The Australian Centre for International Agricultural Research (ACIAR) has committed to injecting AU$3million Australian dollars (est. Rwf 2.1 billion) towards improving research and innovation in transforming food systems in Africa.
The commitment was made this September 5, during a conference organized by the Canada’s International Development Research Centre (IDRC) to discuss evidence with stakeholders on “Innovating to transform food systems in Africa.
The meet brought together global researchers, policy makers, private sector, and development and stakeholders to share knowledge based on current evidence and key lessons, on the sidelines of the upcoming 2022 African Green Revolution Forum (AGRF) to be held in Kigali, Rwanda from 6 to 9 September 2022.
The funds come following gaps in funding and scaling up innovations in food systems and value chains highlighted at the conference.
Normally the ACIAR doesn’t act as a donor but brokers; designs and commissions research programs between Australia and developing countries in indo- pacific and with keen interest in Africa, especially in Rwanda.
Dr. Eric Huttner, the ACIAR Research Program Manager said that after years of implementing the Cultivate Africa’s Future Fund (CultiAF)- with AU$37million investment (2013 and 2023), there is a need to fill in the gaps on sustainability, scale up some innovations.
For example, in producing protein rich feed (insect-based feed) and nitrogen use in fertilizers but will require investment, research and ingenuity.
To build on this success and need to scale up research, Huttner announced commissioning a new research project that will facilitate a shift to insect-based feed as an alternative for Africa’s need for animal feed.
“This research activity will have a clear objective of scaling up insect-based feed at the small holder and commercial level. There is diversity of approach in the scale up and safety will be clear so as not to do harm,” Huttner said.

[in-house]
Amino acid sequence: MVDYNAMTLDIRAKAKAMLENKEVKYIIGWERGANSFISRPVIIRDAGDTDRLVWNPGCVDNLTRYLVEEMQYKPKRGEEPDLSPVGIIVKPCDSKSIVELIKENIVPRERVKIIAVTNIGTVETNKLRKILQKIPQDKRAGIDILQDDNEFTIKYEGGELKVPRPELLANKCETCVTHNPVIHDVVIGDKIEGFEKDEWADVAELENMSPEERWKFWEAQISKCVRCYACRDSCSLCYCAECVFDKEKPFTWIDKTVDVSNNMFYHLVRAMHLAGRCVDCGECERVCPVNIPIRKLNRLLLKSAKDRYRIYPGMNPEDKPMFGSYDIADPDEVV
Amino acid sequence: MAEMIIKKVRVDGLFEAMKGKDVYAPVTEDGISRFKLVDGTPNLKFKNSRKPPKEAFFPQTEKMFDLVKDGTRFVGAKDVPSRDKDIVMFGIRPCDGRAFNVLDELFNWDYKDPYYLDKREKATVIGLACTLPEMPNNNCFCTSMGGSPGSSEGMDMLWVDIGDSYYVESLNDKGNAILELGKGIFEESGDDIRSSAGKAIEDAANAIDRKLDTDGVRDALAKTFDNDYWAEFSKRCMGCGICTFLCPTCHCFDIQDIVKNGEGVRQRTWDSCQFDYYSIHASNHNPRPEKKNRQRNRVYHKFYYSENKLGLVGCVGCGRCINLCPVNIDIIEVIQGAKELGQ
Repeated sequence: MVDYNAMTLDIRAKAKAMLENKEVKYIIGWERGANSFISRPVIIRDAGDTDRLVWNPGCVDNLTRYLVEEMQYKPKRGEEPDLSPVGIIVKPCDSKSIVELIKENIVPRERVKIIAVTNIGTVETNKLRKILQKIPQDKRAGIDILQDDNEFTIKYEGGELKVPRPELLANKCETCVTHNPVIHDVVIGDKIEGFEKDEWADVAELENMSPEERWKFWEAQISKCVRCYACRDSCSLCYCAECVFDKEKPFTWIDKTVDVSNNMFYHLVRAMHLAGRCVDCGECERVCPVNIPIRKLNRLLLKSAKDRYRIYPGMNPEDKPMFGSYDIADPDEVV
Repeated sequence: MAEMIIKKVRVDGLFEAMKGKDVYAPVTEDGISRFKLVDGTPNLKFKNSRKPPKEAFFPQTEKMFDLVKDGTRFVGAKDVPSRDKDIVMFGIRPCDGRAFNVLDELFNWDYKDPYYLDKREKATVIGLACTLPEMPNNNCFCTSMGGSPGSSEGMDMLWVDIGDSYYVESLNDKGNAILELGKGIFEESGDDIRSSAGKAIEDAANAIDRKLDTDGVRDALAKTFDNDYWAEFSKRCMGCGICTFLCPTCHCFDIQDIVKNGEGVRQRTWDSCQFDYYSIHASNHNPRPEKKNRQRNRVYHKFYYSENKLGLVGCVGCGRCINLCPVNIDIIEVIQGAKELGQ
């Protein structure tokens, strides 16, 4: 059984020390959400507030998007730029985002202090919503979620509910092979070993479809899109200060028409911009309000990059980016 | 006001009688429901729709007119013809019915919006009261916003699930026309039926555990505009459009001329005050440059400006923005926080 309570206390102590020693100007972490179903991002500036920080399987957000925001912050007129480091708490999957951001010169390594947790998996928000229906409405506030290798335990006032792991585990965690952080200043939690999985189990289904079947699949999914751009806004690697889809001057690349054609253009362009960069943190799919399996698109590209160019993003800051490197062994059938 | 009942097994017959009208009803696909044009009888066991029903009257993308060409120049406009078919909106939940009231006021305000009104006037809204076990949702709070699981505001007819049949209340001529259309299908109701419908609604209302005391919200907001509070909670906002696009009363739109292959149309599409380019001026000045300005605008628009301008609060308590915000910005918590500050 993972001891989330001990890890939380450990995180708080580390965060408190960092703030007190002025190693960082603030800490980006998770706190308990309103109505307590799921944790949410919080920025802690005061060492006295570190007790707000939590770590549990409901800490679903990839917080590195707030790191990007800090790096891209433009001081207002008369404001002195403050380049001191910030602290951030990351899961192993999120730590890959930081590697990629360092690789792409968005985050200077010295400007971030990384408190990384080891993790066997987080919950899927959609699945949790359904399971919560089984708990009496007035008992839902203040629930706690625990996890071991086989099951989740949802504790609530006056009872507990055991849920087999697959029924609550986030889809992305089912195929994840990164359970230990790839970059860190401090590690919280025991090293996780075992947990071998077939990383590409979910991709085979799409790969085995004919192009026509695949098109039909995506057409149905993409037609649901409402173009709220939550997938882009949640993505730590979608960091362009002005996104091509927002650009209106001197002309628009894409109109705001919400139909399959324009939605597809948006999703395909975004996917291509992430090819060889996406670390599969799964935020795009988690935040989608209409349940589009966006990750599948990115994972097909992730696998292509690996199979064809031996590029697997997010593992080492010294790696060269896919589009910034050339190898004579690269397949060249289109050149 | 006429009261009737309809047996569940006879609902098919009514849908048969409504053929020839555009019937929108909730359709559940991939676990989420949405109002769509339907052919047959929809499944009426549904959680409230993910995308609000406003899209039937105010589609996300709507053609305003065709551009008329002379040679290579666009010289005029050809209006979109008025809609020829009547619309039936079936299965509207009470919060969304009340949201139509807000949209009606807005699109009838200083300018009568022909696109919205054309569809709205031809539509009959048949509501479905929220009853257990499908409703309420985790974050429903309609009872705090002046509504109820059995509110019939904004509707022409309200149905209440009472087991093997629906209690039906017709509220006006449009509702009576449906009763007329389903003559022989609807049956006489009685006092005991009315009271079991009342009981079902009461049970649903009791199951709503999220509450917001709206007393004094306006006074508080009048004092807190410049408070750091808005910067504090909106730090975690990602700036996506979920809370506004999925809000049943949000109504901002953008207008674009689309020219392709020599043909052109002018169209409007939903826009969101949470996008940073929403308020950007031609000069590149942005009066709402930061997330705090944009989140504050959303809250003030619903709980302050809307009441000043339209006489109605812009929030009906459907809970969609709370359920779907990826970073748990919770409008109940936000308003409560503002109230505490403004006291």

He noted that the regulatory aspect of safety will move at different paces in each African country, but ACIAR will support the process and also have research on public perception.
Experts say it is because of unreliable weather, lack of technology and capacity though agriculture remains a key player in Africa’s economies thus a need to make the shift and scale up on workable solutions.
Dr Chrysantus Tanga, a Senior Scientist and the Head of Insects for Food, Feed and Other Uses (INSEFF) Programme said that insect feed is a scalable solution as demand for animal feed and reduce costs of importing costly animal feeds.
For instance, over 1,000 farmers in East Africa trained in farming Black Soldier Flies (BSF) has seen over 200 insect-based enterprises annually producing 3tons of fresh BSF and three of them producing 10,000 tons of dried insect protein annually and 330,000 tons of insect composite, enough to cover 7% of animal feed needs and soil fertilizer needs.
With COVID-19 in Africa, the challenge is even more daunting and according to the World Bank, in 2020, more than one in five people on the African continent face hunger and about 282 million people are undernourished.
Roy Steiner, Vice President Rockefeller Foundation said that the fact that Sub- Saharan Africa spends over $40billion annually in importing foods and this need to be reversed to change critical areas.
“If a portion of this money could be invested in promoting better systems, training, infrastructures, and processing within Africa; that would have a fantastic impact,” Steiner said.
Rwanda Agriculture Board (RAB) Deputy Director General, Dr. Charles Bucagu showed workable solutions through investment and partnerships in Rwanda including infrastructure for food chains, privatizing the seed sector, farmer crop insurance (Nkunganire) and offering subsidized fertilizer with a plan of scaling to an in-country fertilizers production.
“We are now planning on our own fertilizer plant in Bugesera. This will start operations in 10 or 11 months from now in partnership with Morocco,” Bucagu revealed.
Institute of Policy Analysis and Research (IPAR) Executive Director, Eugenia Kayitesi, said more work needs to be done in research-based solutions and two studies (funded by IDRC) have been commissioned to understand the post COVID impact on small business and citizen social welfare, but more funding will be needed for innovative research.
Recommendations from this event will contribute to shaping discussions during the AGRF 2022 which aims, among other things, to spotlight innovations in food systems and showcase diversity of voices and stakeholders contributing to the transformation of Africa’s food system.